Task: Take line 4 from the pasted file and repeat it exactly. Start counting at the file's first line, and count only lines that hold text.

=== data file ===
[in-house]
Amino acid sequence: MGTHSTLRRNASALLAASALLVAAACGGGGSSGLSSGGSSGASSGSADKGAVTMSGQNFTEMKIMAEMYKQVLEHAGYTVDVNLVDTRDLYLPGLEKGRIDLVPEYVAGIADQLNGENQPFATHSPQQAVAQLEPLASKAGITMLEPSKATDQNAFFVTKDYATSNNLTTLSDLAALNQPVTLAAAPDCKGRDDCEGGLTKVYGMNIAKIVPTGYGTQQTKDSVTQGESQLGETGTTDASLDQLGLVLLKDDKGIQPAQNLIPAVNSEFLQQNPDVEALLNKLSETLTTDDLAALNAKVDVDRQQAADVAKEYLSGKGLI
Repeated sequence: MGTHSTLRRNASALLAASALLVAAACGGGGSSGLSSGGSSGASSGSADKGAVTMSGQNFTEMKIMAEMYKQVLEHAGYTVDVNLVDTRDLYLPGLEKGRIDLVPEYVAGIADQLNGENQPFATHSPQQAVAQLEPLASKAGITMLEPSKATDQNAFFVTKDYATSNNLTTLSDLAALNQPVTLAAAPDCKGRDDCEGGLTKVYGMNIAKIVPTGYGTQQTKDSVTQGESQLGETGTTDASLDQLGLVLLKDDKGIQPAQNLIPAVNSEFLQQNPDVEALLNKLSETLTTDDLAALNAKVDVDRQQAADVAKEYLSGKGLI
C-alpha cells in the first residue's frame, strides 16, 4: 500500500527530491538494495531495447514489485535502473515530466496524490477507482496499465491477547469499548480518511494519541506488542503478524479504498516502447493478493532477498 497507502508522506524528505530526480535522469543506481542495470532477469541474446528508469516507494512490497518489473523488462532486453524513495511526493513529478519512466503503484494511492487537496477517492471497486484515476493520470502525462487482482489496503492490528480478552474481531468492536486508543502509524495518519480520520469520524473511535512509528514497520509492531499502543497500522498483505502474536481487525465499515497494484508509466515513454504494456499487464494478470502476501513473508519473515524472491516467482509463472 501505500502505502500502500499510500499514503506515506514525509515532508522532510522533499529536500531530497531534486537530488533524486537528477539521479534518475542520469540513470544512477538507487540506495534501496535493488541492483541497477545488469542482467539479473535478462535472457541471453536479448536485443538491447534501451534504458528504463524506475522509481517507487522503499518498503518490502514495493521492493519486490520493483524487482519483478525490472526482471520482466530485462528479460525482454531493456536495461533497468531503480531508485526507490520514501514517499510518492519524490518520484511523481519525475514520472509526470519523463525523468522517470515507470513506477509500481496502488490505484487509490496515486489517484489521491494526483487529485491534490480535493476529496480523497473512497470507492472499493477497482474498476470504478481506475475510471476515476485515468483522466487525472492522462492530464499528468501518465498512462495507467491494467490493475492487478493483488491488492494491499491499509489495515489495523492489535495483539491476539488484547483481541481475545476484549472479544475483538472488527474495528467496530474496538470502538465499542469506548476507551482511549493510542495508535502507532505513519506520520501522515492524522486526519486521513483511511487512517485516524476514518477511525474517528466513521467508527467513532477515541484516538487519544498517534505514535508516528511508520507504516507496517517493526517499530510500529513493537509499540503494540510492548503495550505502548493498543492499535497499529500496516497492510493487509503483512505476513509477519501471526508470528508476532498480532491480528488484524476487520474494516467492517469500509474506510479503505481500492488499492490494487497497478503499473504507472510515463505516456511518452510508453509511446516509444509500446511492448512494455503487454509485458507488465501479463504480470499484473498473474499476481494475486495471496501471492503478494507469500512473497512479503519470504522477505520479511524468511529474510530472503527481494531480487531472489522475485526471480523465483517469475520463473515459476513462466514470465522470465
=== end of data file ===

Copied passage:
C-alpha cells in the first residue's frame, strides 16, 4: 500500500527530491538494495531495447514489485535502473515530466496524490477507482496499465491477547469499548480518511494519541506488542503478524479504498516502447493478493532477498 497507502508522506524528505530526480535522469543506481542495470532477469541474446528508469516507494512490497518489473523488462532486453524513495511526493513529478519512466503503484494511492487537496477517492471497486484515476493520470502525462487482482489496503492490528480478552474481531468492536486508543502509524495518519480520520469520524473511535512509528514497520509492531499502543497500522498483505502474536481487525465499515497494484508509466515513454504494456499487464494478470502476501513473508519473515524472491516467482509463472 501505500502505502500502500499510500499514503506515506514525509515532508522532510522533499529536500531530497531534486537530488533524486537528477539521479534518475542520469540513470544512477538507487540506495534501496535493488541492483541497477545488469542482467539479473535478462535472457541471453536479448536485443538491447534501451534504458528504463524506475522509481517507487522503499518498503518490502514495493521492493519486490520493483524487482519483478525490472526482471520482466530485462528479460525482454531493456536495461533497468531503480531508485526507490520514501514517499510518492519524490518520484511523481519525475514520472509526470519523463525523468522517470515507470513506477509500481496502488490505484487509490496515486489517484489521491494526483487529485491534490480535493476529496480523497473512497470507492472499493477497482474498476470504478481506475475510471476515476485515468483522466487525472492522462492530464499528468501518465498512462495507467491494467490493475492487478493483488491488492494491499491499509489495515489495523492489535495483539491476539488484547483481541481475545476484549472479544475483538472488527474495528467496530474496538470502538465499542469506548476507551482511549493510542495508535502507532505513519506520520501522515492524522486526519486521513483511511487512517485516524476514518477511525474517528466513521467508527467513532477515541484516538487519544498517534505514535508516528511508520507504516507496517517493526517499530510500529513493537509499540503494540510492548503495550505502548493498543492499535497499529500496516497492510493487509503483512505476513509477519501471526508470528508476532498480532491480528488484524476487520474494516467492517469500509474506510479503505481500492488499492490494487497497478503499473504507472510515463505516456511518452510508453509511446516509444509500446511492448512494455503487454509485458507488465501479463504480470499484473498473474499476481494475486495471496501471492503478494507469500512473497512479503519470504522477505520479511524468511529474510530472503527481494531480487531472489522475485526471480523465483517469475520463473515459476513462466514470465522470465